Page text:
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Louis A. Cross Co. v. Margolis

New Jersey Supreme Court

Decided: January 12, 1948.


On appeal from the Camden County Court of Common Pleas.

For the plaintiff-respondent, Abraham Greenberg.

For the defendant-appellant, Meyer L. Sakin.


[136 NJL Page 453]

The opinion of the court was delivered by

BURLING, J. This is an appeal of the defendant from a judgment for the plaintiff entered in the Court of Common Pleas of Camden County for $1,531.94 against the defendant.

[136 NJL Page 454]

It was a summary judgment resulting from the granting of a motion to strike the answer and counter-claim of the defendant and support of the complaint by the affidavit of the plaintiff. Grounds of appeal, six in number, were filed. No. 4 thereof reads as follows:

"4. Because the court below erred in that it decided as a matter of law that the relationship between the parties was that of a partnership and that the said agreement, therefore, was an ultra vires act of the plaintiff, and that said plaintiff was not bound thereby."

No. 5 will be dealt with in the disposition of this appeal, and is as follows:

"5. Because the court below erred in deciding that the matters set up by the motion did not present an issue of fact."

The complaint sought a recovery upon a sale of meat products by the plaintiff to the defendant, and the supporting affidavit alleged the furnishing of the same on the days of September 23d, 24th, 28th, 1946. An answer of general denial was filed and a counter-claim alleged that the parties had entered into an agreement of joint adventure and that this was breached to the damage of the defendant in excess of the amount claimed by the plaintiff in his complaint.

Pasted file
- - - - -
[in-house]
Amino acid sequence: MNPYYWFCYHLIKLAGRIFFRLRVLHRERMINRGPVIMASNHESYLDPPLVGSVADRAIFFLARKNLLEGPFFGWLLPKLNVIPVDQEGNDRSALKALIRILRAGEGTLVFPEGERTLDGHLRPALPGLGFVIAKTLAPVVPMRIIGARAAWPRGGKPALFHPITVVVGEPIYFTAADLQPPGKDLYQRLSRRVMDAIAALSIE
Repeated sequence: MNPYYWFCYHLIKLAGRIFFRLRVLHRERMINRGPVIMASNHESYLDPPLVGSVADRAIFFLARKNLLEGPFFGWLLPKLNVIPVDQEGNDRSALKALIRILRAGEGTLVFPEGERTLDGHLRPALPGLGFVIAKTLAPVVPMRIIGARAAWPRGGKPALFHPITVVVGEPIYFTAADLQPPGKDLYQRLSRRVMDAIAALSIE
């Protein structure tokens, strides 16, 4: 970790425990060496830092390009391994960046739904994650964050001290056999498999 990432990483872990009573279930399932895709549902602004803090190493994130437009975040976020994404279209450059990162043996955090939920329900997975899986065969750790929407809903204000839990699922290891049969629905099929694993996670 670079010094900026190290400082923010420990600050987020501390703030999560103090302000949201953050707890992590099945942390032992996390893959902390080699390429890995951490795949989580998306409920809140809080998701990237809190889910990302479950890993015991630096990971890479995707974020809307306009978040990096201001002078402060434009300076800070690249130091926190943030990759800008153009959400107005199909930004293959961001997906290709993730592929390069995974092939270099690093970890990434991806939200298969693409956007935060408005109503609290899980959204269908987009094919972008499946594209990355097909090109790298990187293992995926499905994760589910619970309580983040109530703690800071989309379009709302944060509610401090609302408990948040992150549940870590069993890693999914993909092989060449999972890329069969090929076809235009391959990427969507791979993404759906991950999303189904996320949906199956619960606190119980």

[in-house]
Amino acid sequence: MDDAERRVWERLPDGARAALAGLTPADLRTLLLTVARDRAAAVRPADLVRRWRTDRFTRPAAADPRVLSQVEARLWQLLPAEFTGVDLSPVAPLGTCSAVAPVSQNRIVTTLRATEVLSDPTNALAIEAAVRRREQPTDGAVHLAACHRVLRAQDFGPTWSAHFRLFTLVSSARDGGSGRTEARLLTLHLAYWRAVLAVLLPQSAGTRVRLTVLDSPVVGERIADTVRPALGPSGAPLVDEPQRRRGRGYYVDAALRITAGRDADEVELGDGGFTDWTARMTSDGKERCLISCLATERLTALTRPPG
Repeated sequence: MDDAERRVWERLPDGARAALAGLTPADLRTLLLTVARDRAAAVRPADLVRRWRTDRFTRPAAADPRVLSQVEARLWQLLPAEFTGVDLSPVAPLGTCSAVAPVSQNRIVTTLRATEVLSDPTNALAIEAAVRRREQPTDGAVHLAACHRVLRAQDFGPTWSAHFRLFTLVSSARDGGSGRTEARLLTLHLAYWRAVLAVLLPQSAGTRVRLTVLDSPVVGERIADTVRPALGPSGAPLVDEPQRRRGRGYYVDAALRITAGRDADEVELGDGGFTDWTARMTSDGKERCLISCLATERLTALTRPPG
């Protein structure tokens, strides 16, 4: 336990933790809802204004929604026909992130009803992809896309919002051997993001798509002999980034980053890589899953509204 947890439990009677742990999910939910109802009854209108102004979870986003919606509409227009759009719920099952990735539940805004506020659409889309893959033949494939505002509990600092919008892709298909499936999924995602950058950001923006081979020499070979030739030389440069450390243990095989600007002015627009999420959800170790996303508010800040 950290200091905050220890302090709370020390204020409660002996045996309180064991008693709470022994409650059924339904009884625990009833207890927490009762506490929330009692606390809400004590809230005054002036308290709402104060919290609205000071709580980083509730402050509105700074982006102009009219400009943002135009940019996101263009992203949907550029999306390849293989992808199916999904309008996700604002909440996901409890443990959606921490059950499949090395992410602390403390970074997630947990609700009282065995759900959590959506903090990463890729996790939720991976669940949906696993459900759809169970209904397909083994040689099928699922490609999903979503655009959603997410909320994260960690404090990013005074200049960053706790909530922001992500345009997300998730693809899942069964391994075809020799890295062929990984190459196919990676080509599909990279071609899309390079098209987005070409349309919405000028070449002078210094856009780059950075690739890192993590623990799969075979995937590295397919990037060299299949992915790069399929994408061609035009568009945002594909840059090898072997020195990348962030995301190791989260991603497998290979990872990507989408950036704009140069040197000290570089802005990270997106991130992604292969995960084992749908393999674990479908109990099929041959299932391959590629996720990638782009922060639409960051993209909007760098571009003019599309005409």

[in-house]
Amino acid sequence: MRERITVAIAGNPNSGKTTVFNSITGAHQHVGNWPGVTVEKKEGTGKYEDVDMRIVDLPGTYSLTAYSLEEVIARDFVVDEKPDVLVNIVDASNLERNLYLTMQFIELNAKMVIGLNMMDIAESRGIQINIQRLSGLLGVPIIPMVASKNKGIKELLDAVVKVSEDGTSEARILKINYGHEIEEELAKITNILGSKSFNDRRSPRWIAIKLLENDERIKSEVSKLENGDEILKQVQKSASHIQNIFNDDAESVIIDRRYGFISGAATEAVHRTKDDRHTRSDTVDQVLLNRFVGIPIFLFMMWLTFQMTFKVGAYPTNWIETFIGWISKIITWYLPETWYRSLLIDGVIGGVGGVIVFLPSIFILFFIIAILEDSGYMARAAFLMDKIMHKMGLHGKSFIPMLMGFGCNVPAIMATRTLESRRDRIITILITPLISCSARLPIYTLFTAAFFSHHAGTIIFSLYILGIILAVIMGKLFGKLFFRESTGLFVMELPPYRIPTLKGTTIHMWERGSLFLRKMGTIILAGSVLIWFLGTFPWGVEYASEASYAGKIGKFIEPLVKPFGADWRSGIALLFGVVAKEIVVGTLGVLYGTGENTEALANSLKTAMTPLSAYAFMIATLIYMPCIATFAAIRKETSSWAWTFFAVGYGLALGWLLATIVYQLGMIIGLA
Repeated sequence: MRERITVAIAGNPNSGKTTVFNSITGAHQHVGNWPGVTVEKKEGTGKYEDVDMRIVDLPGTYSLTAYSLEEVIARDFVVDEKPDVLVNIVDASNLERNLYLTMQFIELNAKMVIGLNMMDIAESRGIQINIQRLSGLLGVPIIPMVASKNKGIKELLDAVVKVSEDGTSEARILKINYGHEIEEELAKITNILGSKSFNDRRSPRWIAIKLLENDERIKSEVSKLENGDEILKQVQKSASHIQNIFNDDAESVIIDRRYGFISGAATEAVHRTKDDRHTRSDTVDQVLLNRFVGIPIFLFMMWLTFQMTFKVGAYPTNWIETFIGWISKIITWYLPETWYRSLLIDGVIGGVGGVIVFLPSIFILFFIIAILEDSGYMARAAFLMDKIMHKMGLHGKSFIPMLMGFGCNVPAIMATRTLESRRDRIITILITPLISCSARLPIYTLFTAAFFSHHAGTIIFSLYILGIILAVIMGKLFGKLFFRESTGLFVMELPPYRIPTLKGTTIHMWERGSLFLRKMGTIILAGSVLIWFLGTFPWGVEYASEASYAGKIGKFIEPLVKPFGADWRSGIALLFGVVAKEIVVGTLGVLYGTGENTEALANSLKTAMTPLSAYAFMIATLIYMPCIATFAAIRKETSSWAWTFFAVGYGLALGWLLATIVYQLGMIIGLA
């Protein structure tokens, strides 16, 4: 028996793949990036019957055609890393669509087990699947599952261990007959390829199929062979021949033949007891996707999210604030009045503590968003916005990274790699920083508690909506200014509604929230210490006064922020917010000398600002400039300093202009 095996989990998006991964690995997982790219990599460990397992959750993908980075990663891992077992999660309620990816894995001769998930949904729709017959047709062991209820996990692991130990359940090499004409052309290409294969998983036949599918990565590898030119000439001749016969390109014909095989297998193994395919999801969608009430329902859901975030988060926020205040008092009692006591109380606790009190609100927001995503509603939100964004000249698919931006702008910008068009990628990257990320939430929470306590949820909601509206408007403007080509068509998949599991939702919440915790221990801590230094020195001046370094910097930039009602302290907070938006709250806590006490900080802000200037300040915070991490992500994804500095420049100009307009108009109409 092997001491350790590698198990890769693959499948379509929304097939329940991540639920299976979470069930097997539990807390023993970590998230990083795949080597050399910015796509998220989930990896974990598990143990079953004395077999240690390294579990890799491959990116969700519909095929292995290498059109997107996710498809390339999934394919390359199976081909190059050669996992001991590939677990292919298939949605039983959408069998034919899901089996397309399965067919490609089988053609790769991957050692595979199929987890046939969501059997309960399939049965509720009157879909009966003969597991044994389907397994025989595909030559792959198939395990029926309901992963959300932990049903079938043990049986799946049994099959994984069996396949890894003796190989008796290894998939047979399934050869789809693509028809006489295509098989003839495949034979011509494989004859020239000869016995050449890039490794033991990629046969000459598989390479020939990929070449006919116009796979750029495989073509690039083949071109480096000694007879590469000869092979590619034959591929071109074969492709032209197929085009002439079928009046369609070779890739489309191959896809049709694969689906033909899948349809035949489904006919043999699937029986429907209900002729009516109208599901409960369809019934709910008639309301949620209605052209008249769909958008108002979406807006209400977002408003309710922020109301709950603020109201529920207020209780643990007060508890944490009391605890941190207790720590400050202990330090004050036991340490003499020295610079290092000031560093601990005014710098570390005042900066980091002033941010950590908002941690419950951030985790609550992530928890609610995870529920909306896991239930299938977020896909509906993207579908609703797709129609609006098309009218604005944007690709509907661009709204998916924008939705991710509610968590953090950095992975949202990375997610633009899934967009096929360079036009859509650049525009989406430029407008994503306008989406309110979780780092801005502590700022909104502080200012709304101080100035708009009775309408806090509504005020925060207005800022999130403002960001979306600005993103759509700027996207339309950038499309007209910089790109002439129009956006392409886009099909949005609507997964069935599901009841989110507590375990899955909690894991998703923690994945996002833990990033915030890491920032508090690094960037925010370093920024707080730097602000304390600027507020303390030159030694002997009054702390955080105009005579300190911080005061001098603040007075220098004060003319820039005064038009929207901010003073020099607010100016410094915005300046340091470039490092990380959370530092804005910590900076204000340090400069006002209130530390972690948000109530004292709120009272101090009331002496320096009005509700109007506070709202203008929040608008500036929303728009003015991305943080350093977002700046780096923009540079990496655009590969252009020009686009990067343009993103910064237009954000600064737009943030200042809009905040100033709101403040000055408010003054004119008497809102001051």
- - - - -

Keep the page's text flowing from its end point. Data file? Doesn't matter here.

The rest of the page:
From a reading of the pleadings and affidavits submitted in the proceedings, it appears to the court that it is one for the application of the rule that courts are not prone to grant a motion to strike out pleadings unless it is evident that no factual issue has been raised by the pleadings, or there is no legal dispute. As a consequence, the power to strike out a pleading is to be exercised with the greatest care.

In Epstein v. Brook (Supreme Court, 1945), 23 N.J. Mis. R. 267 (at p. 272), the court stated as follows:

"It has repeatedly been stated that the court will not try the case on affidavits. It is only where the matters set up in the affidavits submitted on the part of the plaintiff, on a motion such as this, are not controverted, and demonstrate that the answer is sham, and is without factual support that the court is justified in granting the motion. Louis Kamm, Inc., v. Flink (Court of Errors and Appeals, 1934), 113 N.J.L. 582 (at p. 596); 175 A. 62.

[136 NJL Page 455]

The power to strike out a pleading must be exercised with the greatest care and where falsity is alleged it must appear clearly and palpably so. Goldin v. Universal Indemnity Insurance Co. (Court of Errors and Appeals, 1936), 117 N.J.L. 192; 187 A. 163; Eday Fabrics, Inc., v. Seymour Dress Co., Inc. (Court of Errors and Appeals, 1935), 116 N.J.L. 251; 183 A. 167; Jaeger v. Naef (Supreme Court, 1933), 112 N.J.L. 417; 171 A. 166; Torricelli v. Sebastini (Supreme Court, 1933), 112 N.J.L. 458; 171 A. 526."

The legal points that have been raised with respect to the alleged agreement are not presently susceptible of determination until the entire facts are more fully elicited as the result of direct and cross-examination of witnesses.

In the disposition of the appeal from the judgment resulting from the striking of defendant's answer and the entry of summary judgment, in the recent case of Lipari v. Hudson County (Supreme Court, 1947), 135 N.J.L. 359 (at p. 362), the court stated:

"We consider it desirable to have the facts fully developed by trial evidence so that the legal rule may be more intelligently considered and applied."

We deem the statement to be applicable in the disposition of this appeal.

The judgment is reversed to the end that a venire issue and trial be had.


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